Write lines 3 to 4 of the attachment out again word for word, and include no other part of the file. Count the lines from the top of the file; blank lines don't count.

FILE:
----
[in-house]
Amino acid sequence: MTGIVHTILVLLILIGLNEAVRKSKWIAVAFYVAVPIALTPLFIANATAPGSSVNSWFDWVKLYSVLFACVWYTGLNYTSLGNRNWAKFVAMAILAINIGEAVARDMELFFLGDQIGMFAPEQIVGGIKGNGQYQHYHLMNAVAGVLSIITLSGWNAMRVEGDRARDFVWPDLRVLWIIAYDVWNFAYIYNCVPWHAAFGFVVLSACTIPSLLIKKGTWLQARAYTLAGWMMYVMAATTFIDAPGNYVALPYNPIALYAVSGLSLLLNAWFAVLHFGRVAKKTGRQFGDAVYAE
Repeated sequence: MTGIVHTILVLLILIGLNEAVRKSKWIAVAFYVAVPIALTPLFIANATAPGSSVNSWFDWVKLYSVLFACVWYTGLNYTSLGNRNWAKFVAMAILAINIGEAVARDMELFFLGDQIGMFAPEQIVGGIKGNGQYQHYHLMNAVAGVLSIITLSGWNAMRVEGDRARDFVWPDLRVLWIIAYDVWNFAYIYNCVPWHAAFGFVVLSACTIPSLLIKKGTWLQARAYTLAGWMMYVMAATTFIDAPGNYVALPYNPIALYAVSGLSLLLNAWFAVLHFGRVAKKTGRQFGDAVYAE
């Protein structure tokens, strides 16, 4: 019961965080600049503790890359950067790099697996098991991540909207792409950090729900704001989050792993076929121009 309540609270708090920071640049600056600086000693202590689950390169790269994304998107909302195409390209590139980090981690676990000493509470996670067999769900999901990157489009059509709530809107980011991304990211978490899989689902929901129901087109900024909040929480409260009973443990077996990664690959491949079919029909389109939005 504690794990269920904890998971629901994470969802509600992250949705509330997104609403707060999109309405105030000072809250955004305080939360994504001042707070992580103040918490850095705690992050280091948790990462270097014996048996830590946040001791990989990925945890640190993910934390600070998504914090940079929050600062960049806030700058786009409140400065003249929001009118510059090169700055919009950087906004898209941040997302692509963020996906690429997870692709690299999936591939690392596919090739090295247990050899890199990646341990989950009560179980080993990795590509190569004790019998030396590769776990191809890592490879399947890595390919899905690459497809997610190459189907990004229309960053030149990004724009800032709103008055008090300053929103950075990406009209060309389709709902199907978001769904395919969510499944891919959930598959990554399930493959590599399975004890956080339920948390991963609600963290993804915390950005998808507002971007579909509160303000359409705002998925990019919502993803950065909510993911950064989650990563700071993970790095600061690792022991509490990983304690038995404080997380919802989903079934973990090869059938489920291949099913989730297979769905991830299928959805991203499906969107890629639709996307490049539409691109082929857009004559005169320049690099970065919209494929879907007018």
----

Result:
Repeated sequence: MTGIVHTILVLLILIGLNEAVRKSKWIAVAFYVAVPIALTPLFIANATAPGSSVNSWFDWVKLYSVLFACVWYTGLNYTSLGNRNWAKFVAMAILAINIGEAVARDMELFFLGDQIGMFAPEQIVGGIKGNGQYQHYHLMNAVAGVLSIITLSGWNAMRVEGDRARDFVWPDLRVLWIIAYDVWNFAYIYNCVPWHAAFGFVVLSACTIPSLLIKKGTWLQARAYTLAGWMMYVMAATTFIDAPGNYVALPYNPIALYAVSGLSLLLNAWFAVLHFGRVAKKTGRQFGDAVYAE
């Protein structure tokens, strides 16, 4: 019961965080600049503790890359950067790099697996098991991540909207792409950090729900704001989050792993076929121009 309540609270708090920071640049600056600086000693202590689950390169790269994304998107909302195409390209590139980090981690676990000493509470996670067999769900999901990157489009059509709530809107980011991304990211978490899989689902929901129901087109900024909040929480409260009973443990077996990664690959491949079919029909389109939005 504690794990269920904890998971629901994470969802509600992250949705509330997104609403707060999109309405105030000072809250955004305080939360994504001042707070992580103040918490850095705690992050280091948790990462270097014996048996830590946040001791990989990925945890640190993910934390600070998504914090940079929050600062960049806030700058786009409140400065003249929001009118510059090169700055919009950087906004898209941040997302692509963020996906690429997870692709690299999936591939690392596919090739090295247990050899890199990646341990989950009560179980080993990795590509190569004790019998030396590769776990191809890592490879399947890595390919899905690459497809997610190459189907990004229309960053030149990004724009800032709103008055008090300053929103950075990406009209060309389709709902199907978001769904395919969510499944891919959930598959990554399930493959590599399975004890956080339920948390991963609600963290993804915390950005998808507002971007579909509160303000359409705002998925990019919502993803950065909510993911950064989650990563700071993970790095600061690792022991509490990983304690038995404080997380919802989903079934973990090869059938489920291949099913989730297979769905991830299928959805991203499906969107890629639709996307490049539409691109082929857009004559005169320049690099970065919209494929879907007018």